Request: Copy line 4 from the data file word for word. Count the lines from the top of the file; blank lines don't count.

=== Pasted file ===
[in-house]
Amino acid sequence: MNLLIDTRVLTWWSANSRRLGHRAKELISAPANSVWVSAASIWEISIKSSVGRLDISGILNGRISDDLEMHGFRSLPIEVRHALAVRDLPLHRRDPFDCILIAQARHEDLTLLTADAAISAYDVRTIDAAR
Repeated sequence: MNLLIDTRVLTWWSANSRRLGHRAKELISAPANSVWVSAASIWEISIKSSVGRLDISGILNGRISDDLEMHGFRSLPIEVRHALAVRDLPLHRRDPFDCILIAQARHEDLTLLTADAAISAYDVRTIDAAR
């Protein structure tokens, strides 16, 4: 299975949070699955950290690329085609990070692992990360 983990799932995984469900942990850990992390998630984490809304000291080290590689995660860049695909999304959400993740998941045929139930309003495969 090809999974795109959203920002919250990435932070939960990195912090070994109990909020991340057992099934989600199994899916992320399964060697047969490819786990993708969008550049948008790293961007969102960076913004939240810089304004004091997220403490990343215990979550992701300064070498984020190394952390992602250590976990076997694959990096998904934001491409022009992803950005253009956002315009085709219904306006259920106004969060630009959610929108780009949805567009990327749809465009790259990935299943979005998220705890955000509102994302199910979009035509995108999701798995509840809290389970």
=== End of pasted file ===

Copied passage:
């Protein structure tokens, strides 16, 4: 299975949070699955950290690329085609990070692992990360 983990799932995984469900942990850990992390998630984490809304000291080290590689995660860049695909999304959400993740998941045929139930309003495969 090809999974795109959203920002919250990435932070939960990195912090070994109990909020991340057992099934989600199994899916992320399964060697047969490819786990993708969008550049948008790293961007969102960076913004939240810089304004004091997220403490990343215990979550992701300064070498984020190394952390992602250590976990076997694959990096998904934001491409022009992803950005253009956002315009085709219904306006259920106004969060630009959610929108780009949805567009990327749809465009790259990935299943979005998220705890955000509102994302199910979009035509995108999701798995509840809290389970």